Friday, November 05, 2010

Chokecherries

Chokecherry (5)

Prunus virginiana

We have dozens of chokecherry trees in the woods and fields; even by the road. They ripen at the end of July and during August. That is, I found, the best birding time. As I learned to photograph birds outdoors, I would loiter at the chokecherry trees as the birds ate breakfast.

Song sparrow (3)

Above and below: a song sparrow (Melospiza melodia) hidden in the chokecherry tree.

Song sparrow (2)
Nashville Warbler (1)

Abovce and below: a Nashville warbler (Vermivora ruficapilla) hidden in a tree.

Nashville Warbler


Below is a photograph of the chokecherry blossoms from the spring.

Wild Cherry - 5

When the cherries were ripe  enough to pick, Nate, the kids and I picked five gallons of them for jelly. It is easy to pick them — you just start at the top of the bunch and pull them down with your hand. The problem is the high branches. I used a metal garden rake to gently bring the branches down so that we could reach them. Another problem was bears.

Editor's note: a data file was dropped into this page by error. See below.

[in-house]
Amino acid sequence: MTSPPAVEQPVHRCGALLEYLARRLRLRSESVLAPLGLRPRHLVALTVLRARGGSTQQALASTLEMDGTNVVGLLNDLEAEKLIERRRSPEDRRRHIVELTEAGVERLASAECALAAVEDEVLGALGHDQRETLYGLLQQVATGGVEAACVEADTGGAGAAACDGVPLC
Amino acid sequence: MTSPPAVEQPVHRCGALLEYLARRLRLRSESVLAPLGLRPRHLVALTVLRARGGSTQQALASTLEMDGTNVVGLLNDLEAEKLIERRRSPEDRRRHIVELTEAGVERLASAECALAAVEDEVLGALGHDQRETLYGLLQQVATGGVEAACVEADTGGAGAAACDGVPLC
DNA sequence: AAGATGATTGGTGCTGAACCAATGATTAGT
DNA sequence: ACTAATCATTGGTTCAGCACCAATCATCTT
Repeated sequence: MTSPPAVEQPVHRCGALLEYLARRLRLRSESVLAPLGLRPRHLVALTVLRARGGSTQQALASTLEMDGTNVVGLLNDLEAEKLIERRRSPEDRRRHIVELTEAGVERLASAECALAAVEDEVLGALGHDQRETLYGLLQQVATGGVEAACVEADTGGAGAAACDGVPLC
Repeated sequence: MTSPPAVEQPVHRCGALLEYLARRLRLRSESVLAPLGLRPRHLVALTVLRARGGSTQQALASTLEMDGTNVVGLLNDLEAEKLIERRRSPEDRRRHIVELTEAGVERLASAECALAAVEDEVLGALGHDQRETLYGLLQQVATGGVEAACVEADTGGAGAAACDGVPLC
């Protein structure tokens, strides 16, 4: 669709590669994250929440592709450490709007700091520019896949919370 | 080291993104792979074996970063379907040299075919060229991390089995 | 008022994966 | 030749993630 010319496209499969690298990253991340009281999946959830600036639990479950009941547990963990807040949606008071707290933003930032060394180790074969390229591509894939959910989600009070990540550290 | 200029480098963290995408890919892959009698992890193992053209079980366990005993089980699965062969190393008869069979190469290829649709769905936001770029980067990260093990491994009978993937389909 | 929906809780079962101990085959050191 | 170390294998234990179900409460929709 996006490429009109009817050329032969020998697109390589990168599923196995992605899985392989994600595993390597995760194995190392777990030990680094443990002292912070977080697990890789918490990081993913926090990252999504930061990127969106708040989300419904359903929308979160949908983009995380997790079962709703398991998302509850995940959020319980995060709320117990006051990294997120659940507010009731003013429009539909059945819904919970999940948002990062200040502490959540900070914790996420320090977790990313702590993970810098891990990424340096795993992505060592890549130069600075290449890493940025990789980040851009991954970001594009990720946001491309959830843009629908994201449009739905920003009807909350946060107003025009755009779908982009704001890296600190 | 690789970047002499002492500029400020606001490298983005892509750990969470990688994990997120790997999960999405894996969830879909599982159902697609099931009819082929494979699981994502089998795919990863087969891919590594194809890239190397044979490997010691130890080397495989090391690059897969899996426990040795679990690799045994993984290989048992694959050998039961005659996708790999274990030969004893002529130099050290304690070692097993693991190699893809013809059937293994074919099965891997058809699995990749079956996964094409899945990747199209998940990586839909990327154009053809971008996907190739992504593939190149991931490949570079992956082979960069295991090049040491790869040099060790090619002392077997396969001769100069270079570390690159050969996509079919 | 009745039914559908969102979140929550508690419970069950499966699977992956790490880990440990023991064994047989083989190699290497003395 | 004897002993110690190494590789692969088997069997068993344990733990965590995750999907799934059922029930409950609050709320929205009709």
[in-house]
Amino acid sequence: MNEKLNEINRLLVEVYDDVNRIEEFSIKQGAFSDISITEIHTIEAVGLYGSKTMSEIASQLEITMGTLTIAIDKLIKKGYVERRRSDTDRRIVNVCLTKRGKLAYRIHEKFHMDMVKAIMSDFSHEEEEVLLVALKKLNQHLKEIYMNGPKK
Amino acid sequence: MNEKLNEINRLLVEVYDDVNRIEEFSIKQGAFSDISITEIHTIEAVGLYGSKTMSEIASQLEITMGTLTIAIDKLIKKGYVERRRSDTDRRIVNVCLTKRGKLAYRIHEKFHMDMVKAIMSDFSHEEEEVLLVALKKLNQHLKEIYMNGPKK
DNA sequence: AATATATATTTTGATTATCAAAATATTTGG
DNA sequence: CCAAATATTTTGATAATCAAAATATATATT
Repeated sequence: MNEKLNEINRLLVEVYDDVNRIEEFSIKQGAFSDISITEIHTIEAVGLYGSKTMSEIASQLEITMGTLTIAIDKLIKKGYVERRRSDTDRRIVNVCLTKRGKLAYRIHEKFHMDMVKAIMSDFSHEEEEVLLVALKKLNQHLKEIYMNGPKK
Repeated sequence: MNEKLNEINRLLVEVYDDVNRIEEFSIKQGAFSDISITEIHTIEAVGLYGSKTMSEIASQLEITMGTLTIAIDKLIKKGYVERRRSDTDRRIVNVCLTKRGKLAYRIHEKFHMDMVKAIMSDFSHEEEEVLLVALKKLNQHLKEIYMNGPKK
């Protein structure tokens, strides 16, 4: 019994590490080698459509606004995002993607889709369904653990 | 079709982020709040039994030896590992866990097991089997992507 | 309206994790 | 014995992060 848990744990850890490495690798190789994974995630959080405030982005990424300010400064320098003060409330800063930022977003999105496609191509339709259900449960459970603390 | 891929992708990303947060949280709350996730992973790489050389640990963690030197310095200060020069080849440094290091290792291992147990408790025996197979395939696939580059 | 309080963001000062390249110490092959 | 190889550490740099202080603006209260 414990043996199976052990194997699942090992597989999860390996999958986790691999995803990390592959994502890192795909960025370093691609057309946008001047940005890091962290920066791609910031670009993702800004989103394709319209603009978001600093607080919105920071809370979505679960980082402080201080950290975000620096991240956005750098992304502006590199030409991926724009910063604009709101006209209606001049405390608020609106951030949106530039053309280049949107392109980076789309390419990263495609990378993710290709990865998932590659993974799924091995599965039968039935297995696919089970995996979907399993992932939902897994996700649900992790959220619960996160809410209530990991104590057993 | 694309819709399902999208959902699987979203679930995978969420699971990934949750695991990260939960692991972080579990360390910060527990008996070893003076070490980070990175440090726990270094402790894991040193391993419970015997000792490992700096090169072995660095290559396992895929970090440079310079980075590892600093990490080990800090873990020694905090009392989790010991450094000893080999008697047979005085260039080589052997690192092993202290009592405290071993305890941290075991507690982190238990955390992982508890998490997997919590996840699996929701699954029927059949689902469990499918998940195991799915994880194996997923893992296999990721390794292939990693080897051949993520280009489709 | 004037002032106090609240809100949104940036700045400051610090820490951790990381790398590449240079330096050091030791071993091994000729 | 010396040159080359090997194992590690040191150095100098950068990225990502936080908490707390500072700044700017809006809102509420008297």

Bear scat in apple orchard (1)

Bears love chokecherries and there was evidence of them everywhere under the trees. They had broken branches and flattened the grasses. And pooped. Everywhere we went there was bear poop (see above)!

Wild Granny Smith apples in the orchard

Above, you can see the granny smith apples from the apple orchard. They were almost ripe in August. We made plans to pick them, also, as soon as they were ready.

And the chokecherry jelly? John and I forgot to follow the directions for our altitude. The jelly jelled in the pot but did not jell in the jars. We are going to re-cook it as soon as we can. I found a great article on chokecherries that you should read if you want to harvest them (click here). There are lots of other things you can do with chokecherries besides jelly.




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